Nelly's Rooftop Garden has been updated since the challenge. There's still no ETA on the website coming back though - I simply don't have any control over it :(
Richard Jones' Log
Got some hosting issues there. Am working on moving to a new host. Hopefully all will be well again in a couple of days.
Yesterday the judging results were in and we have the winners for PyWeek #2:
- Nelly's Rooftop Garden by Rushed
- An amazing entry by a solo developer. His development diary on the pyweek site has some interesting insights into the evolution from "have made suitably beatiful steam, but no ideas for a game" through to "detailed subplot and deep metaphorical insight into the nature of humanity (must read between lines and have awful lot of imagination)."
- Trip on the Funny Boat by Team Pekuja
- A fine effort by team Pekuja. Again, the development diary has some details of how the game progressed through the week.
Congratulations to everyone who entered!
I've re-opened uploads for entrants to put up bugfixed or improved games (and there's already been one upload, which is great to see).
Next pyweek in late September!
Pekuja was interviewed about PyWeek, and there's some interesting stuff in there:
This is a bit weird, but I was interviewed by a podcast show called LaGER - GNU/Linux and Games/Entertainment Radio. I happened to suggest to them that they should talk a bit about PyWeek on the show, so they decided to invite me to talk about it since I happened to be around on their IRC channel when they started recording. ;-) We talk a bit about PyWeek and I tell them about my entry, etc. You can check the podcast's website, or you can just download the latest episode here: OGG version or MP3 version.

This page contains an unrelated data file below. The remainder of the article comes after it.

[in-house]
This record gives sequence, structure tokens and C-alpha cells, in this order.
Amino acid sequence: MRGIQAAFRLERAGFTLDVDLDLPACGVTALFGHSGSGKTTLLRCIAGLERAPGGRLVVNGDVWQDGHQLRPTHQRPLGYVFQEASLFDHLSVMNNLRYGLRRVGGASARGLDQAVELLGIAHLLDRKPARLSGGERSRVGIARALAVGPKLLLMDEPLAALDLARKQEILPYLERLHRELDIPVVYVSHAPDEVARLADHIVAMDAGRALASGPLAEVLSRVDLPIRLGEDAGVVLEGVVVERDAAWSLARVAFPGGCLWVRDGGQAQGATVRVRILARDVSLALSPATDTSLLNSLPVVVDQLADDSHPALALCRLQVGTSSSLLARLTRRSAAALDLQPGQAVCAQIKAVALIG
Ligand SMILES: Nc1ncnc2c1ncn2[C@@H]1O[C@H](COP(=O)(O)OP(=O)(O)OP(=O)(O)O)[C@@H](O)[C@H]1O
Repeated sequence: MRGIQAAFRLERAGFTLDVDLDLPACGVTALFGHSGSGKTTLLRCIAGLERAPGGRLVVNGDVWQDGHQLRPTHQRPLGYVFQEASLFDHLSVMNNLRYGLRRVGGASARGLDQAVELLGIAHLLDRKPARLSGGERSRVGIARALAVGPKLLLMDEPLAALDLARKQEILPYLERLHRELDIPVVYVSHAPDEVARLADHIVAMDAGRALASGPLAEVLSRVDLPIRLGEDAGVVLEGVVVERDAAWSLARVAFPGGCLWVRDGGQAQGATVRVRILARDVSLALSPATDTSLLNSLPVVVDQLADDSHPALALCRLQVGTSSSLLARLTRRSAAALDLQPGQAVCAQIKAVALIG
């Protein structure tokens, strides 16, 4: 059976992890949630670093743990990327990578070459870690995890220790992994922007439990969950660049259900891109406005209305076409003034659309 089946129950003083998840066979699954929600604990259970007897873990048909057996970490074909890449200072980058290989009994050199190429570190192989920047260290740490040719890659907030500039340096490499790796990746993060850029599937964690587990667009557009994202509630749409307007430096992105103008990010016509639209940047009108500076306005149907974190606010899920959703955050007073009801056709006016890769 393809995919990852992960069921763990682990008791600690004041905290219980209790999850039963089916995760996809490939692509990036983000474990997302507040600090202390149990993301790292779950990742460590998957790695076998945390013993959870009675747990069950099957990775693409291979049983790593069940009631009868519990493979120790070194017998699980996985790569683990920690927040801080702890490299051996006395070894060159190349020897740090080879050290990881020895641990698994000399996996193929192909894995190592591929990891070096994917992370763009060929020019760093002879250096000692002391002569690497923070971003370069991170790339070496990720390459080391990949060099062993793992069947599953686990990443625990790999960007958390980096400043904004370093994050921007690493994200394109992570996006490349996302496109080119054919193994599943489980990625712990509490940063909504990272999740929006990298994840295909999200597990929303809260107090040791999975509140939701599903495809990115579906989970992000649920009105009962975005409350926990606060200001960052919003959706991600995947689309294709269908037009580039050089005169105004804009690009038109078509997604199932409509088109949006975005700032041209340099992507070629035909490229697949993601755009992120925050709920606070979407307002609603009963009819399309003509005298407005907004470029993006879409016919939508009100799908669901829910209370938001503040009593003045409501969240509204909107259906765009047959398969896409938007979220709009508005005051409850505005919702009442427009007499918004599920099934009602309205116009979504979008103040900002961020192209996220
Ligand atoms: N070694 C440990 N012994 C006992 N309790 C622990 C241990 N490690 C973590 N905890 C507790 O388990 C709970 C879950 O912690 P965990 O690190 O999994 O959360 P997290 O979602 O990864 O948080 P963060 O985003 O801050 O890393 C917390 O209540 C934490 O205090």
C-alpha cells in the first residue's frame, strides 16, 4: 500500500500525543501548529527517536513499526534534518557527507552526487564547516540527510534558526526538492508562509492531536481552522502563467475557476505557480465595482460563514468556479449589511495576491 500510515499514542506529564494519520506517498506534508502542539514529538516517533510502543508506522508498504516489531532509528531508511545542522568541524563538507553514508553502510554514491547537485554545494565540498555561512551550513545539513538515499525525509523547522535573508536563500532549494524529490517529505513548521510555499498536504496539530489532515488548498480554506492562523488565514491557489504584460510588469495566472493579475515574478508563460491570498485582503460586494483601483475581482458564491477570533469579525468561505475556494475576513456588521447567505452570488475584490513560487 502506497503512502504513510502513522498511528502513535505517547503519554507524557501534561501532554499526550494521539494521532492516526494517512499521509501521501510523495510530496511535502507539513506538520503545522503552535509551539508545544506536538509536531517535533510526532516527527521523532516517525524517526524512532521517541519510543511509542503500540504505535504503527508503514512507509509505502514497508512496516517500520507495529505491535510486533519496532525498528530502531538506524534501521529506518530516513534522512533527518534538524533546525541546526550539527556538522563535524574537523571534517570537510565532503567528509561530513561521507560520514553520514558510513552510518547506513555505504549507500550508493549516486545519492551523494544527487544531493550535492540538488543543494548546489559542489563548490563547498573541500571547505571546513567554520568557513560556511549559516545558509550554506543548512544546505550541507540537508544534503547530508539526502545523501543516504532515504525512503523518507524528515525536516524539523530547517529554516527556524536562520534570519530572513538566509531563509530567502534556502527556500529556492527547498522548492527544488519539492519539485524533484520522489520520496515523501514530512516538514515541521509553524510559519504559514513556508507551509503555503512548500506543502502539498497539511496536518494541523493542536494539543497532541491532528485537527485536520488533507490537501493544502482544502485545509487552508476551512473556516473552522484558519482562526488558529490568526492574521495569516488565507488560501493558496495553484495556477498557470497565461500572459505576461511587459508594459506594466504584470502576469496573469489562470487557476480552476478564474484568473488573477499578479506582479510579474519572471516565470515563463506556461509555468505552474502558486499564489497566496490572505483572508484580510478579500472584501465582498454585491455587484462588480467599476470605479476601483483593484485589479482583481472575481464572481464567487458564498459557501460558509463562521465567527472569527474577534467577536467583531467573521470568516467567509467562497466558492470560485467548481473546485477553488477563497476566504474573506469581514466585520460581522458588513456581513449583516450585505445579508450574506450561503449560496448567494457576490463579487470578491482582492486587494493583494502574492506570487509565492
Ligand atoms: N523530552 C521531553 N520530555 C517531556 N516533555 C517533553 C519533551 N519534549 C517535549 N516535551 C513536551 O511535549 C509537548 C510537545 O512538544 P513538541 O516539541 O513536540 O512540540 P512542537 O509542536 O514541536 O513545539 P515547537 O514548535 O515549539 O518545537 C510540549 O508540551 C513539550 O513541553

Just have to get over the "p-y-week" pronunciation :)
This one isn't in the What's New yet, so I thought I'd mention it here. Python 2.5's distutils has a new "upload" command that was added during the 2005 PyCon sprints by Martin v. L÷wis. It's way cool, and may be chained with any other distutils packaging command, so:
python2.5 setup.py sdist upload --sign python2.5 setup.py bdist_wininst upload
These commands will generate a GPG-signed source distribution and windows distribution and upload them to the Cheese Shop.
I'm probably way too late, and don't really have time to look into this, but for PyWeek I wrote an HTTP uploader script that gives progress feedback. It doesn't play nicely with proxies, but otherwise seems to work well. Perhaps some enthusiastic soul might get something like this into 2.5 before it's released...
A little over a week ago, I started playing Oblivion. I've been consistently impressed since, and I've put in about 30 hours of play. I can see many, many hours of gameplay still to come. The developers have really opened up the whole idea of free play and roleplaying in computer games. Grand Theft Auto (GTA) is arguably one of the first games to introduce the idea of free play - that is, the idea that you can ignore what the game would like you to do and go off and do something else. My only real criticism of GTA was that it only let you play a criminal - you couldn't choose to be a cop, or even someone on the middle ground between the two. Most of your freedoms in the game tended towards criminal activity (with the notable exceptions of the stunts, fire fighting and ambulance missions - though even in the latter you had to steal the vehicles.)